Saturday, October 23rd, 2021 13:27:44

Kasturi Crisis At Jagannath Temple

Updated: February 15, 2014 2:27 pm

Last year, just prior to Lord Jagganath’s Rath Yatra at Puri, the Sankaracharya   of Gobardhan Peeth, Swami Nischalananda Saraswati, wrote a letter to the centre, requesting the government to intervene and press officials in Nepal to provide the kasturi needed for the Lord’s worship.

Kasturi, a substance collected from the navel of the musk deer, is used for the mukha shringar (cosmetic facials) of the three deities at the Jagannath Temple during the Nabjauban Darshan, also known as the Netra Ustav, rituals   performed ahead of the annual Rath Yatra. Apart from this, musk is also used for the mukh sringar of the deities during Hera Panchami. As a necessary beauty aid of the divinities, kasturi comes in handy at the time of gupta seva (secret service) during the Ansar rituals when the deities are taken sick ahead of the car festival. Thousands of visitors throng the temple to witness the ceremony, and the temple air is thick with the sweet spicy scent of musk. So intense is the smell, that even days after it has been applied, the scent pervades the air inside the sanctum sanctorum of the temple.

Kasturi is supposed to be applied to the deities for mukh sringar every Wednesday, but over the years it has become a monthly ritual, due to the acute scarcity of the aromatic material. According to Daitapati Ramachandra Das Mohapatro, who has the honour of applying the paste on the deities, approximately five grams of the rare kasturi powder is mixed along with camphor, asafetida (hing) and other different herbs. The paste is then applied to the faces and bodies of the three gods, as these help keep the wooden images insect-free. These rituals also have a scientific base apart from having religious significance.

Madhusudan Shingari, another temple sevayat, who is in charge of dressing up the three gods, too rues the lack of kasturi. It is he and his fellow men who dress up the lord, adorn it with ornaments, apply kajal and other cosmetics. He feels that the shingar is not complete without the correct application of the kasturi paste.

Since the last few years, there has been an acute shortage of the rare and invaluable ‘kasturi’ at the 12th century shrine, giving sleepless nights to the temple servitors and authorities. Tradition has it that Nepal’s royal family, who enjoy special privileges at the Jagannath temple, arranged to have the much needed kasturi sent to Puri for the Lord. Since the fall of the monarchy in the Himalayan kingdom, Nepal’s new rulers have been unresponsive to the temple’s request for their regular supply kasturi.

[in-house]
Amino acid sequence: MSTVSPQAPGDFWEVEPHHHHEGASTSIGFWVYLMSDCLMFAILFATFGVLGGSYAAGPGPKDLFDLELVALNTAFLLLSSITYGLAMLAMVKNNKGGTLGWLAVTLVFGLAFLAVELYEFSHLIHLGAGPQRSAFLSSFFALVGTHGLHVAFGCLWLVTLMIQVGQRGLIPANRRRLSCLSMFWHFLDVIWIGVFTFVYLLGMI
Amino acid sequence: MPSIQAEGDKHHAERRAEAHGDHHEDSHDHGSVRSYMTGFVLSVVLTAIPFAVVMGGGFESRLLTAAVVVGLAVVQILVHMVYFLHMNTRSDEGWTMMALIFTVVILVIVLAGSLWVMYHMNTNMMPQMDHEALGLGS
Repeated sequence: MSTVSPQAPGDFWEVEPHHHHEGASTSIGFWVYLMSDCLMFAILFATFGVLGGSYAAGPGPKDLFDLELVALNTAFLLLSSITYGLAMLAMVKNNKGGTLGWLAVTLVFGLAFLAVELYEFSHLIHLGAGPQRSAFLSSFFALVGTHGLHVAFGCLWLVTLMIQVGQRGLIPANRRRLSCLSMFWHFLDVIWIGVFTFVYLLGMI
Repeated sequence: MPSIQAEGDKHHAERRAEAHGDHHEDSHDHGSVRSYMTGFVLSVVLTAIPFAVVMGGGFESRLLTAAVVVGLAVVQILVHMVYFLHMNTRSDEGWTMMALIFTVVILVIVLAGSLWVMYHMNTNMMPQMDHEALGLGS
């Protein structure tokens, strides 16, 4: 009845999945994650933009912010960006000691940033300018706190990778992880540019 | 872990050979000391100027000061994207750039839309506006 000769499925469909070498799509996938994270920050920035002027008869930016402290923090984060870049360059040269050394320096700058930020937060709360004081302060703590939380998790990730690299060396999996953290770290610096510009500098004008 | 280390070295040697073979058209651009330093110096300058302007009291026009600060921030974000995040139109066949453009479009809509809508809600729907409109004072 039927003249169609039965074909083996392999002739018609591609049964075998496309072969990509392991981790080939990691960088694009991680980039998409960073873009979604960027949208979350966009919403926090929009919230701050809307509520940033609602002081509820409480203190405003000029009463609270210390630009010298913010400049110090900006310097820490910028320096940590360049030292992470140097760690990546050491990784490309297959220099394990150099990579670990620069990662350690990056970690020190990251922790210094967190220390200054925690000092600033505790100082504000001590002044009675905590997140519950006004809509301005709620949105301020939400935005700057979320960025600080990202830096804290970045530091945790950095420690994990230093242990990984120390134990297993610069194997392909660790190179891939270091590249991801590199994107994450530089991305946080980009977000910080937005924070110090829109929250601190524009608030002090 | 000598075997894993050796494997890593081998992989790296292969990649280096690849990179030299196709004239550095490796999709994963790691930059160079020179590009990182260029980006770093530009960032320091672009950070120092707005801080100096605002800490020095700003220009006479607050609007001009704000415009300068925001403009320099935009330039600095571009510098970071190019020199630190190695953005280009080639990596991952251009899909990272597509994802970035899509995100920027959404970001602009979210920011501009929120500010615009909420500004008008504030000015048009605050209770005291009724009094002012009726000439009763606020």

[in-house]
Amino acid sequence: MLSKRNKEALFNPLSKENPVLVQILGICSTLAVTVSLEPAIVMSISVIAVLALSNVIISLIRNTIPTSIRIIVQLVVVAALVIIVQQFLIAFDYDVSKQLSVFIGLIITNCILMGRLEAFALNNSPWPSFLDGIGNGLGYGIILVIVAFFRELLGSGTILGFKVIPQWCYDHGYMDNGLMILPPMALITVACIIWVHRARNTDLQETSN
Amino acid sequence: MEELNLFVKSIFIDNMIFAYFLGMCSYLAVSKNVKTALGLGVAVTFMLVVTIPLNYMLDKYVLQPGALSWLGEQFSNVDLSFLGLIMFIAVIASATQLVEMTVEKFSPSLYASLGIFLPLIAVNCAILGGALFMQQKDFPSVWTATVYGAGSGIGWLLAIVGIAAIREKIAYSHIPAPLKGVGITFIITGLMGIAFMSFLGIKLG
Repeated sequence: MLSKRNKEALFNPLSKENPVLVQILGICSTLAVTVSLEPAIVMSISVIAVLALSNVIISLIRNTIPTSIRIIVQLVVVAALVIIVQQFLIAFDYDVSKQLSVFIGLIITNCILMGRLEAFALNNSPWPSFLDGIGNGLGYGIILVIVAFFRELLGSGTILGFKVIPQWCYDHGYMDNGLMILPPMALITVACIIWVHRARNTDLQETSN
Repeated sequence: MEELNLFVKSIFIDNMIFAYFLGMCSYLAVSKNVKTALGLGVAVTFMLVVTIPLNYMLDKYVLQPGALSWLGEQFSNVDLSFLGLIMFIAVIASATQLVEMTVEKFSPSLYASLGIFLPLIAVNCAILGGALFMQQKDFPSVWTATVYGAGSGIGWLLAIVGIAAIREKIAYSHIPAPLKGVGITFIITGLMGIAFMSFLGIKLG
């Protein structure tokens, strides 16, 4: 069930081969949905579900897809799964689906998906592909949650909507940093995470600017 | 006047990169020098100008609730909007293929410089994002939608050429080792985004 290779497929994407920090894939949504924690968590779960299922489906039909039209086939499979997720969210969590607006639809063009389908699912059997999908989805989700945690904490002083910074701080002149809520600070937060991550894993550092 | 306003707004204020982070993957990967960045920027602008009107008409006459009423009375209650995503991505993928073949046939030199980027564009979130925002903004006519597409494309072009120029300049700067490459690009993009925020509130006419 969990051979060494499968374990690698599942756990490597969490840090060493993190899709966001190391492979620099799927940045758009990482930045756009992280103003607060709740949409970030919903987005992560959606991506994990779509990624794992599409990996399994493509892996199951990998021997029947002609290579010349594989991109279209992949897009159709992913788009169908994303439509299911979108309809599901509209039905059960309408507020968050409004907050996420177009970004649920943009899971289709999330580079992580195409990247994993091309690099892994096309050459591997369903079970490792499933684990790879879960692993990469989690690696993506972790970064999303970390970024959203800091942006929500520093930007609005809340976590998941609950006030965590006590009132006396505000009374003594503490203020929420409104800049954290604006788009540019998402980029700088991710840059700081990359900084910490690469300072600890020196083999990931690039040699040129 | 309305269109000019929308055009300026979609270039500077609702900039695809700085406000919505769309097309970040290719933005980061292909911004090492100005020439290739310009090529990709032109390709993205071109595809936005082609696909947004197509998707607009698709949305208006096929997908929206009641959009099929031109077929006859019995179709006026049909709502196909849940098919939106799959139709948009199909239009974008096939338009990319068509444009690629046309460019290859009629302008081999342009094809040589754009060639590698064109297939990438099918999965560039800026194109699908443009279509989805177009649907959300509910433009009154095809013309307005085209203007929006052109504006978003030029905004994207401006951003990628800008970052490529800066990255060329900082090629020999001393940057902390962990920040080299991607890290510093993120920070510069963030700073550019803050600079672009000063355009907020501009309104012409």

The once abundant stock of musk in the Jagannath temple is depleting with each passing year as the supply from Nepal has stopped completely. Some devotees donate small amount of musk, and the temple has been managing with the help of these donations. Temple sources said the last official supply of musk from the kings of Nepal was in 1999. In the 80’s, King Birendra and Queen Aishwarya had visited the shrine with a huge stock of musk, which lasted for years. In 2006, the temple authorities were surprised when a visiting mendicant gave a few pods to the Lord. On rare occasions, some devotees make small offering of this rare substance to the Lord, which brings cheer to the sevayats and authorities. Lord Jagannath is not the only deity in the Hindu pantheon to use musk. In Sri Krishna Karnamrita there is reference to Lord Mukunda’s use of kasturi tilak: kasturi tilakam lalata phalake, vakshasthale kausthubham naasaagre navamouktikam, karatale venum kare kankanam, sarvaange harichandanancha kalayam, kanthecha mukthavali, gopastree pariveshthito, vijayate gopala chudaamani.

Musk deer or the kasturi mrigya, the only source of musk, is found in the Himalayan region, including Nepal. It is an endangered animal and figures in the Red Data List of the International Union of Conservation of Nature. The musk deer is a Schedule 1 animal and is protected under wildlife laws both in India and Nepal. Musk is the name originally given to a substance with a penetrating odor obtained from a gland of the male musk deer, which is situated between its stomach and genitals. To obtain the musk, the deer is killed and its gland, also called the “musk pod”, is removed.